The infection may be more common or more severe among infants whose mothers smoke cigarettes, particularly those who smoked during pregnancy. The infection seems to be less common among breastfed infants. Parents and older siblings can be infected with the same virus, but for them the virus usually causes only a mild cold.

Symptoms of Bronchiolitis

More severely affected infants breathe rapidly and shallowly, use a lot of their respiratory muscles to breathe, and have flaring of their nostrils. They seem fussy and anxious and can become dehydrated because of vomiting and difficulty with drinking. A fever usually is present but not always. Some children also develop an ear infection. Premature infants or infants younger than 2 months sometimes have episodes where they stop breathing briefly (apnea). In very severe and unusual cases, the child may become blue around the mouth because of a lack of oxygen.

Diagnosis of Bronchiolitis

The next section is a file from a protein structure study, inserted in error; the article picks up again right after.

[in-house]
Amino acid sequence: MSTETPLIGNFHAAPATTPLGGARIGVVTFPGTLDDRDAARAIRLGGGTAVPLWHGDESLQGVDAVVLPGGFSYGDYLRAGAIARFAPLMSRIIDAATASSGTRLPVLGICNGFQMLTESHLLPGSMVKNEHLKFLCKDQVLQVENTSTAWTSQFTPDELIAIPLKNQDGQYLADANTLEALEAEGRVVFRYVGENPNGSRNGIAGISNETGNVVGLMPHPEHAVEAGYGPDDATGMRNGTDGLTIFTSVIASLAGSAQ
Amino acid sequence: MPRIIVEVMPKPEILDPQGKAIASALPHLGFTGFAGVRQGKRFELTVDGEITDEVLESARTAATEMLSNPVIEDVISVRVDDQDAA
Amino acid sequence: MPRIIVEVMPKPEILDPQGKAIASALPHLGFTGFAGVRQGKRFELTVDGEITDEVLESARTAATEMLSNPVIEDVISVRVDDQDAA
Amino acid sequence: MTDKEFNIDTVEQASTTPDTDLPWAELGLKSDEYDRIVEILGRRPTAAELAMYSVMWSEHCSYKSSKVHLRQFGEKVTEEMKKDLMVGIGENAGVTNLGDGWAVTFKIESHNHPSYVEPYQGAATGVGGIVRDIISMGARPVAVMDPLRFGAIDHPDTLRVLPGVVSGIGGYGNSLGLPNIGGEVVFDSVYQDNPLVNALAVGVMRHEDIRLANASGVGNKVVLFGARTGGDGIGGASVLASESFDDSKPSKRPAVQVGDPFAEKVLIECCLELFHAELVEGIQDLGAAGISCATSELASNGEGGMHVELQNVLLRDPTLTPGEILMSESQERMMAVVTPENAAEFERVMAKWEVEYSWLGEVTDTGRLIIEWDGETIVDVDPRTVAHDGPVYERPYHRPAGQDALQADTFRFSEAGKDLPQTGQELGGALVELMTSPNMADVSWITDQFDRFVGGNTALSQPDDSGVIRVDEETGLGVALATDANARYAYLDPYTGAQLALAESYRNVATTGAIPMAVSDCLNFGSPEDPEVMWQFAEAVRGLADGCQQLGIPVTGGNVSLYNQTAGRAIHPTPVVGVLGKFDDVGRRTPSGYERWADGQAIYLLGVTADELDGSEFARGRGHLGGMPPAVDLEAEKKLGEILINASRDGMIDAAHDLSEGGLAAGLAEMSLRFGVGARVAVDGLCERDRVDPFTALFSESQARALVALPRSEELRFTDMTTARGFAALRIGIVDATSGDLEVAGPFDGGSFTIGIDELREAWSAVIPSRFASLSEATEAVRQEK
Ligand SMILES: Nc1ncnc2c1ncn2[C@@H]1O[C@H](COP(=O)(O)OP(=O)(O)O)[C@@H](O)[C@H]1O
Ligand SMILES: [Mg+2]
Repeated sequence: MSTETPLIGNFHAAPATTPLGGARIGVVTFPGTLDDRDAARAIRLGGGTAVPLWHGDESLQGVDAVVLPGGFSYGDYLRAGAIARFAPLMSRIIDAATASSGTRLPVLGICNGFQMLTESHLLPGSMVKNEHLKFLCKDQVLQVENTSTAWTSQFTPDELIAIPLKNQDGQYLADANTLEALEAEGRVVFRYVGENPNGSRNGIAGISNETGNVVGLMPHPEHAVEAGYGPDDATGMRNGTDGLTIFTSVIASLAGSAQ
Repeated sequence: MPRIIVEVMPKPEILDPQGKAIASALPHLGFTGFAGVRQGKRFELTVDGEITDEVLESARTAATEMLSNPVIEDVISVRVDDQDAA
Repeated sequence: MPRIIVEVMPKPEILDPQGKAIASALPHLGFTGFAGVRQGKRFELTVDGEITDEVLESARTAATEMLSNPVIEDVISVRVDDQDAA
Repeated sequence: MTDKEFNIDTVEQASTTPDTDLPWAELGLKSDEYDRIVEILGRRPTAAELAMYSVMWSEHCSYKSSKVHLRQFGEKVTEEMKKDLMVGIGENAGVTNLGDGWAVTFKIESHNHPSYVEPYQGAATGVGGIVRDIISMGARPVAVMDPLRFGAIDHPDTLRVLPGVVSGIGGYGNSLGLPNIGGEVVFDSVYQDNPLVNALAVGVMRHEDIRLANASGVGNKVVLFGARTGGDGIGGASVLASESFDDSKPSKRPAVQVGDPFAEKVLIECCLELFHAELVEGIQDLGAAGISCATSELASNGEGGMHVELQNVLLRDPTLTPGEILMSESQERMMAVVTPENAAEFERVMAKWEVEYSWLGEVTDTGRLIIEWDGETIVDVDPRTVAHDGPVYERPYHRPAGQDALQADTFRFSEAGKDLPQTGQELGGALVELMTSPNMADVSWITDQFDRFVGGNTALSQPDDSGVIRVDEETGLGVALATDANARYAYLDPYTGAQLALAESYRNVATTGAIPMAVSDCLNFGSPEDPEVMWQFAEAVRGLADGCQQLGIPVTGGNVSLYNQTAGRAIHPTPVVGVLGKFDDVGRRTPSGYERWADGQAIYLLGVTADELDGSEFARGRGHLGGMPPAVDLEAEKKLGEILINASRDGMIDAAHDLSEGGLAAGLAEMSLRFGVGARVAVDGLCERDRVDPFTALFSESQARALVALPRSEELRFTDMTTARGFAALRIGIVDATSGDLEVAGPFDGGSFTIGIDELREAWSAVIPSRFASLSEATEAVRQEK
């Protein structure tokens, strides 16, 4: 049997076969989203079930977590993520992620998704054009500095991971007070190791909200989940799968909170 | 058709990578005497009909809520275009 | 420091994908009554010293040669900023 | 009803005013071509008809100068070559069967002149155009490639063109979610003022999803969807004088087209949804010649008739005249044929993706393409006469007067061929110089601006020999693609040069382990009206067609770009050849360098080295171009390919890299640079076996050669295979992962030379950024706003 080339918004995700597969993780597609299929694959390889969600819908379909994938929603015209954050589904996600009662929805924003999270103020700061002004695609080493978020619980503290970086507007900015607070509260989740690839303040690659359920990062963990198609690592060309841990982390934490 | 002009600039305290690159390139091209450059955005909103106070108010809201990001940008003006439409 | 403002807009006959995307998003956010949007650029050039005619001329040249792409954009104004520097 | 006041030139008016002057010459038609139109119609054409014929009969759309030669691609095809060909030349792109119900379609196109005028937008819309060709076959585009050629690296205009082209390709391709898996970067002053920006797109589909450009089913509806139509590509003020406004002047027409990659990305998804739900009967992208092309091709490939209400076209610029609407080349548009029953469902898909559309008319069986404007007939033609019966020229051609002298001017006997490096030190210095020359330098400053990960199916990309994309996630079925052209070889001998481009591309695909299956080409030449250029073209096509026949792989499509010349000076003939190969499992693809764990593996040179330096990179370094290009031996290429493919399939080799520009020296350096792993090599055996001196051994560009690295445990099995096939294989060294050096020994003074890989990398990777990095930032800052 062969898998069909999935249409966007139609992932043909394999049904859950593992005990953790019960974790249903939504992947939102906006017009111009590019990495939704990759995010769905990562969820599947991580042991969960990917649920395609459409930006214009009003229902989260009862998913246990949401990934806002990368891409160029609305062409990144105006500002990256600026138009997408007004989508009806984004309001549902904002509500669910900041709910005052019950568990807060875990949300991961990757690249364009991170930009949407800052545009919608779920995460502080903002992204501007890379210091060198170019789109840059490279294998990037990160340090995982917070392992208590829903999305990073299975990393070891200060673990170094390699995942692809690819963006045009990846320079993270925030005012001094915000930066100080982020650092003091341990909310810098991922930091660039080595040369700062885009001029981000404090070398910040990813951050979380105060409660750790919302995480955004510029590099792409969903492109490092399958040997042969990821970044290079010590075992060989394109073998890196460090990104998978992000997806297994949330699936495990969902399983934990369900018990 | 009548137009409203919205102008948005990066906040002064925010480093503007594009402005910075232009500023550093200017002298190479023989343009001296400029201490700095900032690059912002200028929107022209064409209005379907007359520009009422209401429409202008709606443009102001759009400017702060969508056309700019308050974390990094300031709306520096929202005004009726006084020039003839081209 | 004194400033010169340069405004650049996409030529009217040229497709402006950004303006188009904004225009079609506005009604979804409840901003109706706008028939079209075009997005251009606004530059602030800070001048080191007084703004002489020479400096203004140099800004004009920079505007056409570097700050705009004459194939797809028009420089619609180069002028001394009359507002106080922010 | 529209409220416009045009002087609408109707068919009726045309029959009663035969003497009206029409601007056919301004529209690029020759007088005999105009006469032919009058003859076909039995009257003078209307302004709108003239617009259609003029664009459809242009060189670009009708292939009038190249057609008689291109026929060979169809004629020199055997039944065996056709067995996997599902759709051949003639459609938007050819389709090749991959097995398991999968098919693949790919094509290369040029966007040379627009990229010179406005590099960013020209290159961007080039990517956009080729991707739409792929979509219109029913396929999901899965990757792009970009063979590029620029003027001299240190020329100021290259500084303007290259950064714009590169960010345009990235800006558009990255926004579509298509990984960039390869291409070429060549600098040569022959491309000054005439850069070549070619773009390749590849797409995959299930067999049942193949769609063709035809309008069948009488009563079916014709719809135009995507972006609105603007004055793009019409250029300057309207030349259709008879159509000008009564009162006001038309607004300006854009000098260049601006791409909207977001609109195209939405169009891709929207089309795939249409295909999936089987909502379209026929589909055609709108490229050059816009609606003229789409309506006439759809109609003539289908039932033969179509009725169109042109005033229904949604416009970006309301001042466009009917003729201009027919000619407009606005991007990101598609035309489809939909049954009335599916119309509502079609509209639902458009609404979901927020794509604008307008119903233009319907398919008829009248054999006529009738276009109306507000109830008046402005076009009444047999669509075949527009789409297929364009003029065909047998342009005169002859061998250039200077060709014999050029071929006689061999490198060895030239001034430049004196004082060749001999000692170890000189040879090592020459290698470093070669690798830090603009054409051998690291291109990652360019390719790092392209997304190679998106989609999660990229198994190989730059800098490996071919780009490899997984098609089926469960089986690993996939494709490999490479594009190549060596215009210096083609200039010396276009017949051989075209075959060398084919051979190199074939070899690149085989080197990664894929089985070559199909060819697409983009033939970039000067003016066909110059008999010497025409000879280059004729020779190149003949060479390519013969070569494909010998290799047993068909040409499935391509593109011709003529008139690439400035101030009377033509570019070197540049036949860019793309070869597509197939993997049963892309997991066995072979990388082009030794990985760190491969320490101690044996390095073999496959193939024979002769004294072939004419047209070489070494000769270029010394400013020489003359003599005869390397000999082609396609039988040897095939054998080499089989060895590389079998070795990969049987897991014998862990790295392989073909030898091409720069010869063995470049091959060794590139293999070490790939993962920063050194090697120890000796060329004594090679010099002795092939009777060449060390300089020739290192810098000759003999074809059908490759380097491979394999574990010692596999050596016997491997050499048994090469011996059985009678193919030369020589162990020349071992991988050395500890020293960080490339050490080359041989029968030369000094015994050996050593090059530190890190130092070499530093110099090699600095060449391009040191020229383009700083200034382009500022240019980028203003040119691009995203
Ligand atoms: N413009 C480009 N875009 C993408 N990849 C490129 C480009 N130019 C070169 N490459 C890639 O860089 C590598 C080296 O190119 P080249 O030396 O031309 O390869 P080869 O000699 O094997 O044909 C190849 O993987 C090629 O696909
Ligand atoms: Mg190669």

• A doctor's evaluation

  • Pulse oximetry

  • Sometimes mucus swab or chest x-ray

A doctor bases the diagnosis of bronchiolitis on the symptoms and the physical examination. Doctors measure oxygen levels in the blood by placing a sensor on a finger (pulse oximetry Pulse oximetry Both arterial blood gas testing and pulse oximetry measure the amount of oxygen in the blood, which helps determine how well the lungs are functioning. Arterial blood gas tests are invasive... read more ).

For severe cases, doctors sometimes swab mucus from deep inside the nose to try to identify the virus in the laboratory or do a chest x-ray Chest Imaging Chest imaging studies include X-rays Computed tomography (CT) CT angiography Magnetic resonance imaging (MRI) read more . Other laboratory tests may be done.

Prognosis of Bronchiolitis

Most children recover at home in 3 to 5 days. However, wheezing and coughing may continue for 2 to 4 weeks. With proper care, the chance of developing serious consequences due to bronchiolitis is low, even for children who need to be hospitalized.